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New York Times Weighs in on the "Kids" Who Are Taking Over the Media World
In my last Lowdown post Friday
I had an item about 30-year-old Jay Penske, one
of several young entrepreneurs who are building new
media empires by taking advantage of the historic
destruction the Internet is raining down on traditional
media platforms. David Carr penned a very
interesting article on this subject called "The
Fall and Rise of Media" that appeared
in the New York Times Sunday.
set the stage in his opening paragraph by noting how
things used to be in the media business, writing
"Historically, young women and men who sought to
thrive in publishing made their way to Manhattan.
Once there, they were told, they would work in marginal
jobs for indifferent bosses doing mundane tasks and then
one day, if they did all of that without whimper or
complaint, they would magically be granted access to a
gilded community, the large heaving engine of books,
magazines and newspapers."
that situation with the new media world we are seeing born
before our eyes, Carr wrote this about the young people
who have bypassed the old gatekeepers and built their
own platforms to reach the world: "Their tiny
netbooks and iPhones, which serve as portals to the cloud,
than entire newsrooms possessed just two decades ago.
And they are ginning content from their audiences in the
form of social media or finding ways of making ambient
information more useful. They are jaded in the way youth
requires, but have the confidence that is a gift of
their age as well. For them, New York is not an island
sinking, but one that is rising on a fresh, ferocious
employed by traditional media giants resent this change and
it is hard to blame them after seeing how the shift has
decimated their ranks. Carr characterized the old guard's
predicament by noting, "For those of us who work in
Manhattan media, it means that a life of occasional excess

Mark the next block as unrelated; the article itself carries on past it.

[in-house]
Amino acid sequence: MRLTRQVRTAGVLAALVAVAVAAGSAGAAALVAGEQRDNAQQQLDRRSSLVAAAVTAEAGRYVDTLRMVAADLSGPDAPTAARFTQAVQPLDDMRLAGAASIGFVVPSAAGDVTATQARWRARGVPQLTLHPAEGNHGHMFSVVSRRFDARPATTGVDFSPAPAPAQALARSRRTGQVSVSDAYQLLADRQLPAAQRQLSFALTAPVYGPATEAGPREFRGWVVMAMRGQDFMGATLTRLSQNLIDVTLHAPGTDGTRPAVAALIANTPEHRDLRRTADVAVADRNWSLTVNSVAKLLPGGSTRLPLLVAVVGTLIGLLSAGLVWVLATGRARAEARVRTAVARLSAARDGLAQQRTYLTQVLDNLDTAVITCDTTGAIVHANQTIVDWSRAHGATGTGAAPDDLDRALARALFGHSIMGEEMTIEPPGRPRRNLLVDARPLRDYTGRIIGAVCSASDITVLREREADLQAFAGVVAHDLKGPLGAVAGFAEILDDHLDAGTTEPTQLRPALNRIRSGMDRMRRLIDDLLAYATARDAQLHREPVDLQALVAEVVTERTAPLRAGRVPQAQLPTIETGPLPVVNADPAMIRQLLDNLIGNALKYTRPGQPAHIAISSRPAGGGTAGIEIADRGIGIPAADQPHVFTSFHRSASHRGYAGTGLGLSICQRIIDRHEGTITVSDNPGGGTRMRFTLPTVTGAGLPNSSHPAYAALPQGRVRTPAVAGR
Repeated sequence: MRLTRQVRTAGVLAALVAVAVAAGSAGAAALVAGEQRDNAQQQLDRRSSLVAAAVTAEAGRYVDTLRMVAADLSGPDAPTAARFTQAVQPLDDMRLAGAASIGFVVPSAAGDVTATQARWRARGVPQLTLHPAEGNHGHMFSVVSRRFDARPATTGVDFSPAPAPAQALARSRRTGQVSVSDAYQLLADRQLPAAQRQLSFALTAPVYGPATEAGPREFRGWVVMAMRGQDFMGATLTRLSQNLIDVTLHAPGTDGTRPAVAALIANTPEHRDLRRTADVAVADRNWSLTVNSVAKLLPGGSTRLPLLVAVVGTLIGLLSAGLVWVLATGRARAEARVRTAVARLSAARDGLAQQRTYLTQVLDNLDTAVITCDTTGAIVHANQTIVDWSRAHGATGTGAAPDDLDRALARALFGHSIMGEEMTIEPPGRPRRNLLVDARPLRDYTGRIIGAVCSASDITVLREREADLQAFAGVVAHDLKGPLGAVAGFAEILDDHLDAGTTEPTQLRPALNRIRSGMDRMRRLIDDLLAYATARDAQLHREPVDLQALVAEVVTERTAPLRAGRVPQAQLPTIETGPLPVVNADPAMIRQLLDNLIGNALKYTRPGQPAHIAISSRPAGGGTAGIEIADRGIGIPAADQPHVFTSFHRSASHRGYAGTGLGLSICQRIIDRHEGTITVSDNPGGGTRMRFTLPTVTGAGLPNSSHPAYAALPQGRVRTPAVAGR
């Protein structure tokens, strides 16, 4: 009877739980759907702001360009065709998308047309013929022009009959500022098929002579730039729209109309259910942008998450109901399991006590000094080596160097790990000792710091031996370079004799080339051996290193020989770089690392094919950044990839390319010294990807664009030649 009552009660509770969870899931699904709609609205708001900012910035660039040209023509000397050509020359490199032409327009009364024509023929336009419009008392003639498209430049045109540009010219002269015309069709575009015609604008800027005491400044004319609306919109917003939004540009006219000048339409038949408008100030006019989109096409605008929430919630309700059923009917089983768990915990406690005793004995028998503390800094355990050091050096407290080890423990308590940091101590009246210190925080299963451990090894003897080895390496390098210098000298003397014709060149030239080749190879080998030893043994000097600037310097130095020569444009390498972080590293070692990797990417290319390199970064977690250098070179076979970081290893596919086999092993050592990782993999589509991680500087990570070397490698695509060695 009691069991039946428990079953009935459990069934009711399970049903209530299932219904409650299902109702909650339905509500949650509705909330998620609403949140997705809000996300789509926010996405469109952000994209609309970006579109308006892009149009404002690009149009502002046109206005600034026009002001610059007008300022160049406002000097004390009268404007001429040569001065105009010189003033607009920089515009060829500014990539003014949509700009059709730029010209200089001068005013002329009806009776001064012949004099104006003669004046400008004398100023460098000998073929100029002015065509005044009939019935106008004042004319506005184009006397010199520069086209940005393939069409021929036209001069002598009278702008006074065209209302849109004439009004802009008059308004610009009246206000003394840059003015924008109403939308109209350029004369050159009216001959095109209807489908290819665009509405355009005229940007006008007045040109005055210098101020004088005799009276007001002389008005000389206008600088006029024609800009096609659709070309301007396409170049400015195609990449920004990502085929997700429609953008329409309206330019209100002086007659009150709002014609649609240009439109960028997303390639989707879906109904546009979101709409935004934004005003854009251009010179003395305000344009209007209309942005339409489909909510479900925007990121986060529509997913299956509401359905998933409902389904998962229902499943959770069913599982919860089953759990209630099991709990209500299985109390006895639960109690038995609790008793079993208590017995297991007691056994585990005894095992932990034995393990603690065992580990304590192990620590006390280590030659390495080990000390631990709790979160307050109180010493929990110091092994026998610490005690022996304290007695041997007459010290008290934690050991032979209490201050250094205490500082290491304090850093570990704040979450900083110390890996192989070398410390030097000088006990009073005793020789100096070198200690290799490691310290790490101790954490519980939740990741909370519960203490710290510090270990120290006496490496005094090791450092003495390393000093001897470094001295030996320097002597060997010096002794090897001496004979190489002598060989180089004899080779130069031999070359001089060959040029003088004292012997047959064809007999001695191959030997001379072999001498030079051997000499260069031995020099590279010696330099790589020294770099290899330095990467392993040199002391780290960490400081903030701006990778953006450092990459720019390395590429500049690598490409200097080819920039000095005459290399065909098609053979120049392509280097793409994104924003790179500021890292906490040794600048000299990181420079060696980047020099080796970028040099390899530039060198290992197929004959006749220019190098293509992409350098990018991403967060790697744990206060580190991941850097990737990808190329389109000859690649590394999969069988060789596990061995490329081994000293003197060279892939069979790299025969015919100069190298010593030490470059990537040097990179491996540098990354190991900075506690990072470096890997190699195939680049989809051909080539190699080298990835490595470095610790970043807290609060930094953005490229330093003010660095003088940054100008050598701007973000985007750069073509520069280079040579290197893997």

and prerogative has been replaced by a drum beat of goodbye
speeches with sheet cakes and cheap sparkling wine.
It’s a wan reminder that all reigns are temporary,
that the court of self-appointed media royalty was serving
at the pleasure of an advertising economy that itself was
built on inefficiency and excess. Google
media outlets are slashing
jobs but young writers still have
boundless opportunities online.
Many in Carr's business
have lashed out at the newcomers, but he is not
among them. Carr said the future is "...not
a bad deal if you ignore all the collateral
gore. Young men and women are still coming here to
remake the world, they just won’t be stopping by
the human resources department of Condé Nast
to begin their ascent.
For every kid that I
bump into who is wandering the media industry
looking for an entrance that closed some time ago, I
come across another who is a bundle of ideas, energy
and technological mastery. The next wave is not just
knocking on doors, but seeking to knock them down."
mentioned the role that a company in our industry that you
are all familiar with, Demand
Media, is playing in the new scheme of things.
He underscored how hard it is for old media to compete
against the economic advantages that the web
enjoys. Noting that big city writers were once paid as much
as $4 a word Carr observed "Demand Media now
tests headlines for reader salience and cranks out thousandsof articles and videosdaily that it pays
about $20 apiece for."
so, Carr believes there will always be a market for quality
so even though the delivery mechanism is changing,
some familiar brands (like the Times) are
not likely to disappear entirely. "Certain stalwart
brands will survive and even thrive because of a
new scarcity of quality content for niche audiences
that demand more than generic information," Carr
wrote. As I wrote in my post Friday, that is exactly how I
think things will play out as well. His is a very
insightful article, so if you are one of the many domain
developers who run or are planning to build media sites,
be sure to check out Carr's entire piece here.
One other note today,
domain monetization pioneer DomainSponsor
has announced that they are opening a European
operation with Joerg Schnermann serving as
General Manager of DomainSponsor
was previously Chief Operating Officer at KeywordDomains.com.
Joe Higgins and Jessica Bessling are
joining the team in Europe at an office located in
Frankfurt, Germany. Joerg, Jessica and Joe
will be working directly with local publishers to
improve and optimize the DomainSponsor platform,
and will be hiring and training a local team for
the formal launch of the European business in the
first quarter of 2010.
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